Place KickerAldrick Rosas: The Giants stuck with Aldrick Rosas after a 2017 that some thought should have gotten him his walking papers. The team looked brilliant in hindsight, as Rosas hit 32-of-33 field goal attempts, missing only once from 50+ yards, and he also went 31-for-32 on extra points. He's entrenched as the team's kicker now, coming off of a season where he was top 10 in scoring and the team was top 10 in field goal attempts, so he should be one of the top choices on your last round kicker pick list.
Kick and Punt ReturnersKick Returners: Corey Coleman, Cody Latimer Disappointments for the franchises that drafted them, receivers Corey Coleman and Cody Latimer have found second acts playing special teams for the New York Giants. With Odell Beckham no longer on the team, both young receivers have a better chance of making the final 53-man roster and playing a role on special teams again in 2019. Punt Returners: Corey Coleman, Sterling Shepard Six players returned a punt for New York last season, and five of them are no longer with the team, leaving Corey Coleman (who had one return for 19 yards) the last man standing. Expect the Giants to bring in competition for the job to make Coleman earn it if he wants to be the primary punt returner in 2019.
Offensive LineProjected Starters: Nate Solder, Will Hernandez, Spencer Pulley, Kevin Zeitler, Chad Wheeler
Key Backups: Brian Mihalik, Jon Halapio, George Asafo-Adjei [R], Jylan Ware The team made big news when they traded for Kevin Zeitler in the offseason. Zeitler is a very solid veteran who should not only start at right guard from day 1, but becomes one of their better offensive linemen, along with left tackle Nate Solder, who excels at pass protection. Left guard Will Hernandez continues to develop as a force in the run game and center Spencer Pulley should be able to hold off Jon Halapio in training camp for the starting job after the team resigned both players this offseason. Right tackle remains a huge concern, with Chad Wheeler's only competition coming from converted defensive lineman Brian Mihalik. Both players are better as backups and the team could look to the draft early to fill the right tackle job. Overall, this line carries a grade in the mid-tier, below the top 20. Their grade can rise as Zeitler settles in and they find more talent at right tackle.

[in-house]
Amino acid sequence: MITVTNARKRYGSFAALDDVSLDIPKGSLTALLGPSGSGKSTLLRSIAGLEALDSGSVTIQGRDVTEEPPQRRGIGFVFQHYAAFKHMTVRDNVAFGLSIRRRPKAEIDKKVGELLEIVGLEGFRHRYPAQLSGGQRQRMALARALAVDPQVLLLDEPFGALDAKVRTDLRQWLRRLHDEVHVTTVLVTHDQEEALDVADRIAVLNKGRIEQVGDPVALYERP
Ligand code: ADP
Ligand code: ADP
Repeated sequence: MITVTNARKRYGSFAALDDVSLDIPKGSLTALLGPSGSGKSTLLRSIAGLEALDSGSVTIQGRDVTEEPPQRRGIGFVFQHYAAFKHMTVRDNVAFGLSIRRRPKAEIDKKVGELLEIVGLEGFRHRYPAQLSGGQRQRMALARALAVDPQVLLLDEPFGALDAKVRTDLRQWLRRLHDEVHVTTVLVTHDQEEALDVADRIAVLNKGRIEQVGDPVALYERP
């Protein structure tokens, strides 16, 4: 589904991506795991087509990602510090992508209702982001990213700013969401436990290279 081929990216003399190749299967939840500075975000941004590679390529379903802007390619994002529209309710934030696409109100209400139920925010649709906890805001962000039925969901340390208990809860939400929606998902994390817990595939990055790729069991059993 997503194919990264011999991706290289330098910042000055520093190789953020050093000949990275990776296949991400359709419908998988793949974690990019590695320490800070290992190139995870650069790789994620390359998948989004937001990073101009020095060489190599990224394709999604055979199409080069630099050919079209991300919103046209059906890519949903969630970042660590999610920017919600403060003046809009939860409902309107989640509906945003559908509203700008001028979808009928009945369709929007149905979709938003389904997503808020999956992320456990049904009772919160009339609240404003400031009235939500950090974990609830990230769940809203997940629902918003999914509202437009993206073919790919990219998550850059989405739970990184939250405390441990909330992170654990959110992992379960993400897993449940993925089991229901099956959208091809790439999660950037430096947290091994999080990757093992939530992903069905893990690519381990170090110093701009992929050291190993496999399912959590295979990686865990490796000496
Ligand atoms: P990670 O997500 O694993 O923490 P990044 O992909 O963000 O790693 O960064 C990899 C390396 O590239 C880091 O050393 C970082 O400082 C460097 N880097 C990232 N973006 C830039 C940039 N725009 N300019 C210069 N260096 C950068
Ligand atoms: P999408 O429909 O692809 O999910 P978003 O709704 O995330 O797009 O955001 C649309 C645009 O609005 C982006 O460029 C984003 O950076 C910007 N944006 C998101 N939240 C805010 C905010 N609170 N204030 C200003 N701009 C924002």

Team DefenseThe Giants defense didn't make major improvements last year under new defensive coordinator James Bettcher. Aside from a few opportunistic games against backup quarterbacks like Josh Johnson, Ryan Fitzpatrick, and Chase Daniel, the Giants once again struggled to stop opposing offenses from scoring in the red zone and failed to generate a pass rush. The team finished 23rd in points allowed and 24th in yards allowed while registering just 30 sacks. The Giants need to replace their best pass rusher - Olivier Vernon (team-leading seven sacks last year) and leading tackler - safety Landon Collins, from a unit that is already light on playmakers. General manager Dave Gettleman used seven draft picks on defense, adding much-needed depth and youth at every level. First-round nose tackle Dexter Lawrence projects as an impact starter, but oddly the Giants best returning lineman is Dalvin Tomlinson, can also play on the nose. Fellow first-rounder, cornerback DeAndre Baker, will get an opportunity to start immediately. New York remains an unappealing fantasy option except for spot starts against bottom quartile offenses.
Defensive LineStarters: DE B.J. Hill, NT Dexter Lawrence [R], DE Dalvin Tomlinson